Mt Pleasant News
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Wash Journal   Fairfield Ledger
Neighbors Growing Together | Apr 19, 2018

The great debate: ‘merry Christmas’ or ‘happy holidays’

By Grace King, Mt. Pleasant News | Dec 08, 2017

The days before Christmas were quickly rushing by during the winter of 2012 when I was working as a cashier at Hy-Vee. I spent many of those days picking up extra shifts during the holiday break, trying to make some extra cash to pay for Christmas gifts and put in good face time with my managers.

I don’t remember anyone explicitly telling me to wish customers a “happy holiday” instead of “merry Christmas,” but it felt like an act of defiance to express the latter. That is, until a woman going through my checkout line wished me a “happy Hanukkah” in return. It was naive of me, but I had never before considered the other religious holidays during the socially predominate Christmas season. In my mind, wishing someone “happy holidays” was an attempt at erasing the meaning of Christmas, not an effort to be inclusive toward other people’s religions.

President Donald Trump has proudly stated many times that he is bringing “merry Christmas” back to the White House. But truthfully, it had never left. Former president Barack Obama frequently gave both Christmas and general holiday well-wishes, even relaying the story of the birth of Jesus at last year’s Christmas tree lighting.

Obama frequently argued that celebrating Christmas is “not necessarily to exclude other holidays,” but is also a time to celebrate Jewish Americans, Muslim Americans, nonbelievers and Americans of all backgrounds, The Atlantic reported.

While doing my own research, I learned that the word “holiday” stems from the Old English word meaning “holy day,” according to The Atlantic. Isn’t that ironic?

While we hold dear to our hearts our holiday traditions, I think it’s important to consider the traditions of those around us. Not only is December the month of Christmas and the Jewish celebration of Hanukkah, but I found seven other religious holidays during this time.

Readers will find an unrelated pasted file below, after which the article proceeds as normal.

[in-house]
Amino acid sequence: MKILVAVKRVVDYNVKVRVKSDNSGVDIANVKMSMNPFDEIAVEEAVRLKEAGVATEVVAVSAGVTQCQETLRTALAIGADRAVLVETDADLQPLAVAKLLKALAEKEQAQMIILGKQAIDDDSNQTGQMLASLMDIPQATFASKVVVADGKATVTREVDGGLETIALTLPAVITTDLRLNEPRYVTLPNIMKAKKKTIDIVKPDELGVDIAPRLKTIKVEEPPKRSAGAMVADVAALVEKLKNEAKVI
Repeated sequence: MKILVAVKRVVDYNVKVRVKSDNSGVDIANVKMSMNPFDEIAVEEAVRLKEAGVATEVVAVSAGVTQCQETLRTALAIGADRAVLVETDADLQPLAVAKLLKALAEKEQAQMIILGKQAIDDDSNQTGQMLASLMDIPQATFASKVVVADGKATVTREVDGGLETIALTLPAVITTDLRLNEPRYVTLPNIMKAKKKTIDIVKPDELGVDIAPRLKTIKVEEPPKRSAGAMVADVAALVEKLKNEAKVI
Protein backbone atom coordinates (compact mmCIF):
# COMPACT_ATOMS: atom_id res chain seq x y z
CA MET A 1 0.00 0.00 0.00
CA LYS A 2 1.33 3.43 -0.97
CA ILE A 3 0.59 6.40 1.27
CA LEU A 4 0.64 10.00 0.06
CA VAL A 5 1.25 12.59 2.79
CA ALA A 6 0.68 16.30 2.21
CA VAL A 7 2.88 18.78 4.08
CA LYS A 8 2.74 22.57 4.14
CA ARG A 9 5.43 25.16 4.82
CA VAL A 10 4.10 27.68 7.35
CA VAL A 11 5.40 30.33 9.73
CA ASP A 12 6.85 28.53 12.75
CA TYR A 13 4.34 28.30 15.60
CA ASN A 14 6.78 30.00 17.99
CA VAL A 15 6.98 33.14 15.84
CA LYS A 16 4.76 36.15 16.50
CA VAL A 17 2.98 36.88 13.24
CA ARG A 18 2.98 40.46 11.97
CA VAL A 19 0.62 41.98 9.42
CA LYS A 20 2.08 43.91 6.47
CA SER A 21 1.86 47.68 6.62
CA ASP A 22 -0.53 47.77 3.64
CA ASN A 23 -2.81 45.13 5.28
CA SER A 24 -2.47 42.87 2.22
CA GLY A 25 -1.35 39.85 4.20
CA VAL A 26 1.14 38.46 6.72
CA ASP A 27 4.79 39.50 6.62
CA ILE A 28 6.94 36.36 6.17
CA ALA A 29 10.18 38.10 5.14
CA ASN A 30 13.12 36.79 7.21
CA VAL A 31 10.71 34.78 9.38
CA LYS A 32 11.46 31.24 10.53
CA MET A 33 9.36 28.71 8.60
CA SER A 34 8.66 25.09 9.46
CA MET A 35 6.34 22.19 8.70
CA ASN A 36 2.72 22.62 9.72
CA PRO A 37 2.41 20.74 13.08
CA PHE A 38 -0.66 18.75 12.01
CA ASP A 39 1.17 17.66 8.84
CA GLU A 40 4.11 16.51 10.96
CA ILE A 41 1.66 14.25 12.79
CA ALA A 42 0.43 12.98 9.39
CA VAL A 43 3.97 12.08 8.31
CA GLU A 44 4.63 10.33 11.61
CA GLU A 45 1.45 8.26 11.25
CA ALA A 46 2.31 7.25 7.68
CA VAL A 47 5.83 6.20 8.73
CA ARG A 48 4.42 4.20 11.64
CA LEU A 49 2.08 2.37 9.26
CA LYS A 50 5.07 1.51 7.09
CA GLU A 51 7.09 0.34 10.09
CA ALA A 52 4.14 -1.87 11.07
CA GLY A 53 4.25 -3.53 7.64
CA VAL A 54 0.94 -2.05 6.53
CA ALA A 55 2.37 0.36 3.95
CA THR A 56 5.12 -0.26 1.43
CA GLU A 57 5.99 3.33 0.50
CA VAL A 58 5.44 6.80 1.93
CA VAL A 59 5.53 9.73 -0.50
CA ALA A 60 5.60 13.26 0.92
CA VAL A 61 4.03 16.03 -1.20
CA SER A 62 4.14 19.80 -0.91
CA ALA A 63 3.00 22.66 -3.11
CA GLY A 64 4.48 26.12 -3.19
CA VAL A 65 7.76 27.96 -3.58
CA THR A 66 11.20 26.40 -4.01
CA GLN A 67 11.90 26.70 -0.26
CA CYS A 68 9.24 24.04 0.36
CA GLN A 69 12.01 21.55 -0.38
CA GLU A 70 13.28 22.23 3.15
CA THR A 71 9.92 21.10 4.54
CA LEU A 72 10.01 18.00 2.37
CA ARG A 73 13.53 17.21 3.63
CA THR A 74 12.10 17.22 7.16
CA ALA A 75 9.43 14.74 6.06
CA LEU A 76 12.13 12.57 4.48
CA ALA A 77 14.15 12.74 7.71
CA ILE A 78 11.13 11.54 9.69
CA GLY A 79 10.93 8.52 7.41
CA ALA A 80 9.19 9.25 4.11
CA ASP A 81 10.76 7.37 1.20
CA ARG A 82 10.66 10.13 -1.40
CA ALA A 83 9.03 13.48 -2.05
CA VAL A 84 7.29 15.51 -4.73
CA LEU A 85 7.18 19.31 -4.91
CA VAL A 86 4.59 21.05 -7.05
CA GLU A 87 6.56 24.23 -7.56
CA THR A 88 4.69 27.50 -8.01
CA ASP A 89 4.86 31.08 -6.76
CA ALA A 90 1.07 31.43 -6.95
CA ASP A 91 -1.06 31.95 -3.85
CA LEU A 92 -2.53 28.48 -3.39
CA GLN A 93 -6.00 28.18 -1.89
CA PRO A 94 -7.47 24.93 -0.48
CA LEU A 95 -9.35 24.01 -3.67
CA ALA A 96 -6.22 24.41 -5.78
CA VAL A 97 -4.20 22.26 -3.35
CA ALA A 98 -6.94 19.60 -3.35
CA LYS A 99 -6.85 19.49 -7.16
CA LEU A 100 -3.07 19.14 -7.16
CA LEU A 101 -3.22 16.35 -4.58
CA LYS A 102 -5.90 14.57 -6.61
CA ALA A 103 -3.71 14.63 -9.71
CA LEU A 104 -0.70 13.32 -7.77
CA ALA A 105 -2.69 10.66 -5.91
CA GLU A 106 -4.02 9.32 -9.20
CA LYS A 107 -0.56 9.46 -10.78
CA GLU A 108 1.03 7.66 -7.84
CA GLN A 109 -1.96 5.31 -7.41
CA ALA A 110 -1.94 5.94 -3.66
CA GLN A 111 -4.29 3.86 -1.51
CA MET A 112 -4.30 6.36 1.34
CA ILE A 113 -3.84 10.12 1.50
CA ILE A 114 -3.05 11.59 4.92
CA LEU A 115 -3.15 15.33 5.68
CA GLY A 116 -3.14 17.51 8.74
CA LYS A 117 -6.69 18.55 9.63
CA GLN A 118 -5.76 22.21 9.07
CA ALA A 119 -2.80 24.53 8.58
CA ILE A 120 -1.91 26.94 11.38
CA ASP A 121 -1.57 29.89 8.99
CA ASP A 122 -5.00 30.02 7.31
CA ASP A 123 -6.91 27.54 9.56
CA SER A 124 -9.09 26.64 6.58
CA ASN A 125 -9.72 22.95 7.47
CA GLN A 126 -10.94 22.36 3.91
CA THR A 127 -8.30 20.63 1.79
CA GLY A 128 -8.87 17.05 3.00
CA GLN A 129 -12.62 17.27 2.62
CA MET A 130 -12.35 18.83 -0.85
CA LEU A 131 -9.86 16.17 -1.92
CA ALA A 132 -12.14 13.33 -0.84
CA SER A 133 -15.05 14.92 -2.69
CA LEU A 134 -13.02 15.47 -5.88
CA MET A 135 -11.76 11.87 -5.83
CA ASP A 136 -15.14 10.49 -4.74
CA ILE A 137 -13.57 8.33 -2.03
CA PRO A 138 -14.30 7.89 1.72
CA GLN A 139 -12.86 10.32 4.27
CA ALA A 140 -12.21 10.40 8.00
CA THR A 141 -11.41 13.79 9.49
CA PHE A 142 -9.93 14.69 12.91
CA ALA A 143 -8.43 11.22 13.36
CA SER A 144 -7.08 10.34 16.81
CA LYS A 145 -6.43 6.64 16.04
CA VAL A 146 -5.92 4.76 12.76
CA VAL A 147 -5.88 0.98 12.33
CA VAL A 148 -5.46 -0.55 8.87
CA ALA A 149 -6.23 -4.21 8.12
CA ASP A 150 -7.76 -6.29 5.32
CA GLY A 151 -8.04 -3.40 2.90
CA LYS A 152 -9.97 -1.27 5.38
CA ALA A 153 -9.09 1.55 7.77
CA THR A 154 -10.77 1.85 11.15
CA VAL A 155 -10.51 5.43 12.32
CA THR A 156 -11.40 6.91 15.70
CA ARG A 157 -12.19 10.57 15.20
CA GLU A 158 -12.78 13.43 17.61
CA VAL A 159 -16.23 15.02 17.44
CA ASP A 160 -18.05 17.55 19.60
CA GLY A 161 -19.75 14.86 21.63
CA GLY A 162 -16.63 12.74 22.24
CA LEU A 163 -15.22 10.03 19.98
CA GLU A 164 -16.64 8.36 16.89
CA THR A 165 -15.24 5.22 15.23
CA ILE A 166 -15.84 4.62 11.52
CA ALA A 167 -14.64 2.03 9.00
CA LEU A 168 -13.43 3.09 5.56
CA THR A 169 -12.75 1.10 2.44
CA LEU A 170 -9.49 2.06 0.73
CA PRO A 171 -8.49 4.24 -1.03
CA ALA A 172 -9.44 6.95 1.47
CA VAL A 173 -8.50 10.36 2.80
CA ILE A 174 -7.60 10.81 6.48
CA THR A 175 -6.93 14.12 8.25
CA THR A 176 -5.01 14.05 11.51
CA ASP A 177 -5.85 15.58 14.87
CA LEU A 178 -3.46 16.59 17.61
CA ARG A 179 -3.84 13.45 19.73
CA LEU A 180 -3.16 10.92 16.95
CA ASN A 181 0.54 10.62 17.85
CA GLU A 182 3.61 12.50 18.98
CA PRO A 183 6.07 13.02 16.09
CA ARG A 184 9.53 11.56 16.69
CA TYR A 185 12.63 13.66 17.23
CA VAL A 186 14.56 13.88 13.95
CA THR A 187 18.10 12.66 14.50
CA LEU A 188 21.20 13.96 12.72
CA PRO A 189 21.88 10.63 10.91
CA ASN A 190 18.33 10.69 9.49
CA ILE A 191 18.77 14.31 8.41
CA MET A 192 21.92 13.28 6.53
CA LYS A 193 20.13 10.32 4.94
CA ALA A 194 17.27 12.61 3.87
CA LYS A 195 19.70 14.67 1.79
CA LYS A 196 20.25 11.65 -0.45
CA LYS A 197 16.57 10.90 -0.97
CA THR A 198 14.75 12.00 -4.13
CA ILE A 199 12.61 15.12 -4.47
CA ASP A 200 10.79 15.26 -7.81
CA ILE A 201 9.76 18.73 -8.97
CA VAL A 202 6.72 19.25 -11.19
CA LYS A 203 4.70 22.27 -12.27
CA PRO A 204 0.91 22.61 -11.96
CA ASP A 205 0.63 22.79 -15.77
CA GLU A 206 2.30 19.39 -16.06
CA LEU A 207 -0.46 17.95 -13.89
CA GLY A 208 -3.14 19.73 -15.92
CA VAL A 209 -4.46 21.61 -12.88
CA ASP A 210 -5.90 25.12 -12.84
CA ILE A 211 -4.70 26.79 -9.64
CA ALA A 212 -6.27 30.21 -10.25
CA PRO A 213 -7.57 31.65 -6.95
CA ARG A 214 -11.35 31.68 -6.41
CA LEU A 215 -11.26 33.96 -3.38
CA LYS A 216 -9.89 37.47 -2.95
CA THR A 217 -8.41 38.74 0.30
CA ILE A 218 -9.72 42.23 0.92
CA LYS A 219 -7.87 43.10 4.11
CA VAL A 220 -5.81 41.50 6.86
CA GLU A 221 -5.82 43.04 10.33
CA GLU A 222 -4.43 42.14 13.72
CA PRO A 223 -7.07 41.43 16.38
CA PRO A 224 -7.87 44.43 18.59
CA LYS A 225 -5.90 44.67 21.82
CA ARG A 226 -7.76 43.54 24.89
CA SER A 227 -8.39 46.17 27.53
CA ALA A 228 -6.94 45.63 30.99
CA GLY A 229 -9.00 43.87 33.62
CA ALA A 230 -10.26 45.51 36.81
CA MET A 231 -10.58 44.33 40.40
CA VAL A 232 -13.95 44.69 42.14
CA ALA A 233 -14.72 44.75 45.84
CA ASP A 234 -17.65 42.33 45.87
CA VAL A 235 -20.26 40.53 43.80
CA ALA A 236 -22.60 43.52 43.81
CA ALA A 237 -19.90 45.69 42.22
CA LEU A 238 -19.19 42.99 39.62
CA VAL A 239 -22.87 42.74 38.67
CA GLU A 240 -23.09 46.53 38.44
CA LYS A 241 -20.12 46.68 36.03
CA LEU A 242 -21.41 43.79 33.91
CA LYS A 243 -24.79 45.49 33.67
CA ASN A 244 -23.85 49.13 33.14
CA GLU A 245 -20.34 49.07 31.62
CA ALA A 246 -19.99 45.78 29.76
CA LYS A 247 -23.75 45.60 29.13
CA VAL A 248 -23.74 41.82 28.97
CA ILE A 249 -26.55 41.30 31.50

Ashura, which was celebrated on Dec. 5, is the 10th day of the first month on the Islamic calendar. It is a celebration by the Sunnis, the largest group of Muslims, to remember that the Prophet Muhammad fasted in solidarity with Jews observing Yom Kippur, the Day of Atonement.

On Dec. 12, Catholics, especially those of Hispanic descent, celebrate the feast of Our Lady of Guadalupe. This story of Guadalupe recounts a 16th-century apparition of Mary to Juan Diego, a poor Indian, on a hillside near what is now Mexico City.

Of course, on Dec. 20, Hanukkah begins at sunset and continues for seven nights. It is a remembrance of an effort to restore the Temple in Jerusalem. Faithful Jews were only able to scrounge up enough oil to light the temple lamp for one day, but the flame burned for eight.

Yalda, the Zoroastrian celebration of the winter solstice is on Dec. 21, followed by Yule, the shortest day in the Northern Hemisphere. Juul on this day is a pre-Christian festival observed in Scandinavia that features fires symbolizing heat, light and life-giving properties of the returning sun.

And the day after Christmas, Dec. 26, is the beginning of Kwanzaa, a weeklong, modern African-American and Pan-African celebration of family, community and culture.

These are just a few of the many more religious traditions occurring in December, and while sharing the joy of Christmas for Christians can be a way of evangelism, I think it’s important to not let zeal overrun their preparation for the holiday season. It is sacred to them as Christmas may be to a Christian.

As for that woman in the grocery store back in 2012 who wished me a “happy Hanukkah,” her voice was warm with joy and an appreciation for the season. She said it humbly, with no condescension or aggression.

I think I rushed a quick “happy Hanukkah” back to her, feeling blessed by her well wishes for me for the holiday season. And found myself smiling with warmth and joy for the remainder of my shift.

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